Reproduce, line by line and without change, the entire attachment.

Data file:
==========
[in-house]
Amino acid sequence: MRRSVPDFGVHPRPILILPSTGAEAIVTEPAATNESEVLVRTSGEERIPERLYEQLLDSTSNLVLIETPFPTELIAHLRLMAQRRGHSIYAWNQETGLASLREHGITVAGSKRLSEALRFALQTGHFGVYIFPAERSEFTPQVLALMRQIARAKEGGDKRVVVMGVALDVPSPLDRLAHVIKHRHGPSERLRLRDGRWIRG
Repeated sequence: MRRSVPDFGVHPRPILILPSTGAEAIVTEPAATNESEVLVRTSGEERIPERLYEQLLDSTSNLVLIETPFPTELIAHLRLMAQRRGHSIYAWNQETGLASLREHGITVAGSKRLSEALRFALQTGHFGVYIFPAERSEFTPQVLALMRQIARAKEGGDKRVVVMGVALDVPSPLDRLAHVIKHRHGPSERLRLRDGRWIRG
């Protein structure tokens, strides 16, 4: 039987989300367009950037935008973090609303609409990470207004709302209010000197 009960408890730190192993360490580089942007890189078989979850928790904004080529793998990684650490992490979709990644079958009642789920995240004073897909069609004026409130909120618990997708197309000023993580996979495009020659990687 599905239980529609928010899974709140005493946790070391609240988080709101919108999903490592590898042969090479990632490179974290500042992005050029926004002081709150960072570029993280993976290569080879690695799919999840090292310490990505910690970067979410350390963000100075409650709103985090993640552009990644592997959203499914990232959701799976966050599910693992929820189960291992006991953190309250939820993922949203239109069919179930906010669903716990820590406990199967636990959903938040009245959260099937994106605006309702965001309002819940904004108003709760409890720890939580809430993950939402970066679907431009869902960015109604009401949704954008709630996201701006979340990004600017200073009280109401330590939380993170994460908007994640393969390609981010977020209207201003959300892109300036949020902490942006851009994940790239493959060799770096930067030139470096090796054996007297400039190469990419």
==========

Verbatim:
[in-house]
Amino acid sequence: MRRSVPDFGVHPRPILILPSTGAEAIVTEPAATNESEVLVRTSGEERIPERLYEQLLDSTSNLVLIETPFPTELIAHLRLMAQRRGHSIYAWNQETGLASLREHGITVAGSKRLSEALRFALQTGHFGVYIFPAERSEFTPQVLALMRQIARAKEGGDKRVVVMGVALDVPSPLDRLAHVIKHRHGPSERLRLRDGRWIRG
Repeated sequence: MRRSVPDFGVHPRPILILPSTGAEAIVTEPAATNESEVLVRTSGEERIPERLYEQLLDSTSNLVLIETPFPTELIAHLRLMAQRRGHSIYAWNQETGLASLREHGITVAGSKRLSEALRFALQTGHFGVYIFPAERSEFTPQVLALMRQIARAKEGGDKRVVVMGVALDVPSPLDRLAHVIKHRHGPSERLRLRDGRWIRG
């Protein structure tokens, strides 16, 4: 039987989300367009950037935008973090609303609409990470207004709302209010000197 009960408890730190192993360490580089942007890189078989979850928790904004080529793998990684650490992490979709990644079958009642789920995240004073897909069609004026409130909120618990997708197309000023993580996979495009020659990687 599905239980529609928010899974709140005493946790070391609240988080709101919108999903490592590898042969090479990632490179974290500042992005050029926004002081709150960072570029993280993976290569080879690695799919999840090292310490990505910690970067979410350390963000100075409650709103985090993640552009990644592997959203499914990232959701799976966050599910693992929820189960291992006991953190309250939820993922949203239109069919179930906010669903716990820590406990199967636990959903938040009245959260099937994106605006309702965001309002819940904004108003709760409890720890939580809430993950939402970066679907431009869902960015109604009401949704954008709630996201701006979340990004600017200073009280109401330590939380993170994460908007994640393969390609981010977020209207201003959300892109300036949020902490942006851009994940790239493959060799770096930067030139470096090796054996007297400039190469990419």